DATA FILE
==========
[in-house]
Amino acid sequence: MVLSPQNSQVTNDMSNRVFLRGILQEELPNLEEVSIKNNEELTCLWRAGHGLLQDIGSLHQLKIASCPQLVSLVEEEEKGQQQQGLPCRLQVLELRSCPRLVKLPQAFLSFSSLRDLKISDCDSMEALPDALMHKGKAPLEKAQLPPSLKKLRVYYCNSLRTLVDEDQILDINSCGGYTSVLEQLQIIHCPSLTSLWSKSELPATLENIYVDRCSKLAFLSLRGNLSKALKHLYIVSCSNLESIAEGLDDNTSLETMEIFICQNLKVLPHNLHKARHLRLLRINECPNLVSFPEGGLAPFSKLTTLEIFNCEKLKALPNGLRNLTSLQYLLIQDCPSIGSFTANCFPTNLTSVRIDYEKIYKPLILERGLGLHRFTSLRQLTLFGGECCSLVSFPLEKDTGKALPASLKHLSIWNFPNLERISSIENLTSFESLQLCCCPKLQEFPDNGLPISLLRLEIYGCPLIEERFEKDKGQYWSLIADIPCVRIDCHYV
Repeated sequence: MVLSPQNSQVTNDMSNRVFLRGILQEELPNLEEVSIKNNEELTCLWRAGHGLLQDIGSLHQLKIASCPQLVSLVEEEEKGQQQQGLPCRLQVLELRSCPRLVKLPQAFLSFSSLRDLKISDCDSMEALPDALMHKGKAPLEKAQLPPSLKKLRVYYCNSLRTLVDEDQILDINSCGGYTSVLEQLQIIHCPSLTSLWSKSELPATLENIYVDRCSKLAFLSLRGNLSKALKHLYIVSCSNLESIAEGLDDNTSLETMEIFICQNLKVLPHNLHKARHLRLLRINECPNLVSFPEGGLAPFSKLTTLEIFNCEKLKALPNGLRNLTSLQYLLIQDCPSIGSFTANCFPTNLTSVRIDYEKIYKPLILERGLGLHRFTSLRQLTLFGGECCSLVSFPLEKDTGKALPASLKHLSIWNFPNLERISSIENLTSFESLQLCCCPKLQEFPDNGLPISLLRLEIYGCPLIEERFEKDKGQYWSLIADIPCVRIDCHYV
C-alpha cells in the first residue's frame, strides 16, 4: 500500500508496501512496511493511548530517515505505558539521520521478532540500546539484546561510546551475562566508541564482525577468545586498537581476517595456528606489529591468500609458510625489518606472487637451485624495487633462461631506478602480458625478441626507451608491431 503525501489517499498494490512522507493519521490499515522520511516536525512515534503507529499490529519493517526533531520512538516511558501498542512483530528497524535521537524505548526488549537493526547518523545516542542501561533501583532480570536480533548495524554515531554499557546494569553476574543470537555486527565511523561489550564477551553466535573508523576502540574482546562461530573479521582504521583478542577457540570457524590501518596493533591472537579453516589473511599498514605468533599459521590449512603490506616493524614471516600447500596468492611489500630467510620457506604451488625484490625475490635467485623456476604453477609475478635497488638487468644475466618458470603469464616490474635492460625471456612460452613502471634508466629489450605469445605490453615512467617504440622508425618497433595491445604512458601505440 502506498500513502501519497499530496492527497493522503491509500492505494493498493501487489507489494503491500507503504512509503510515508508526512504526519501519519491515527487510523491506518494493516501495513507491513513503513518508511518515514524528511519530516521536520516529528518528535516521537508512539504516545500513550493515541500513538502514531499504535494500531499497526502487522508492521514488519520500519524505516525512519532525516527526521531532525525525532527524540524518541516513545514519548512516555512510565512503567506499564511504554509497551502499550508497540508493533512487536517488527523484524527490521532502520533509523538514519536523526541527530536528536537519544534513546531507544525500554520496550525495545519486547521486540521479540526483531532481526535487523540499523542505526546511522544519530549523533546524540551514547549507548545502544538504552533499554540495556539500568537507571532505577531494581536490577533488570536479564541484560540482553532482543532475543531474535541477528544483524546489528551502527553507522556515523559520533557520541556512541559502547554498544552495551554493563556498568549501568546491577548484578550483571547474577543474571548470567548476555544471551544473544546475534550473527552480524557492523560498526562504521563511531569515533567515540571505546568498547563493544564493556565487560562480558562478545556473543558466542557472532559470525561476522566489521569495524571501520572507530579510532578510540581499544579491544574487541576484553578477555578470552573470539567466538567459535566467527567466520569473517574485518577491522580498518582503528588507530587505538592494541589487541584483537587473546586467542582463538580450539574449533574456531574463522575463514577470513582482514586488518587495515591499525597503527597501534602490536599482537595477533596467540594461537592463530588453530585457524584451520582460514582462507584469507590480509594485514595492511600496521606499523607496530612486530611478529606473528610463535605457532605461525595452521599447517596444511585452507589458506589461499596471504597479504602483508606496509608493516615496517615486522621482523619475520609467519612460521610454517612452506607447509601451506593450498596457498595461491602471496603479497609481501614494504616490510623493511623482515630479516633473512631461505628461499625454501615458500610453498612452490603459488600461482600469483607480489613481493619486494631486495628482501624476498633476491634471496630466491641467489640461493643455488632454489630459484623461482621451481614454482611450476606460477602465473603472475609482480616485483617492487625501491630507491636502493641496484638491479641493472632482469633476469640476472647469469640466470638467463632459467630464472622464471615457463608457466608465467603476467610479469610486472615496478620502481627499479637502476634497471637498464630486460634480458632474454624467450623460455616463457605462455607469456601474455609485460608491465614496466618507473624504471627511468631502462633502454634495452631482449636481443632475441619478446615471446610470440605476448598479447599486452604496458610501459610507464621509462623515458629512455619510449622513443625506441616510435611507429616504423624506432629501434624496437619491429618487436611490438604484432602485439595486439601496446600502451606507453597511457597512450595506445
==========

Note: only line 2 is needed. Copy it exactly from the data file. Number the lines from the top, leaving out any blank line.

Amino acid sequence: MVLSPQNSQVTNDMSNRVFLRGILQEELPNLEEVSIKNNEELTCLWRAGHGLLQDIGSLHQLKIASCPQLVSLVEEEEKGQQQQGLPCRLQVLELRSCPRLVKLPQAFLSFSSLRDLKISDCDSMEALPDALMHKGKAPLEKAQLPPSLKKLRVYYCNSLRTLVDEDQILDINSCGGYTSVLEQLQIIHCPSLTSLWSKSELPATLENIYVDRCSKLAFLSLRGNLSKALKHLYIVSCSNLESIAEGLDDNTSLETMEIFICQNLKVLPHNLHKARHLRLLRINECPNLVSFPEGGLAPFSKLTTLEIFNCEKLKALPNGLRNLTSLQYLLIQDCPSIGSFTANCFPTNLTSVRIDYEKIYKPLILERGLGLHRFTSLRQLTLFGGECCSLVSFPLEKDTGKALPASLKHLSIWNFPNLERISSIENLTSFESLQLCCCPKLQEFPDNGLPISLLRLEIYGCPLIEERFEKDKGQYWSLIADIPCVRIDCHYV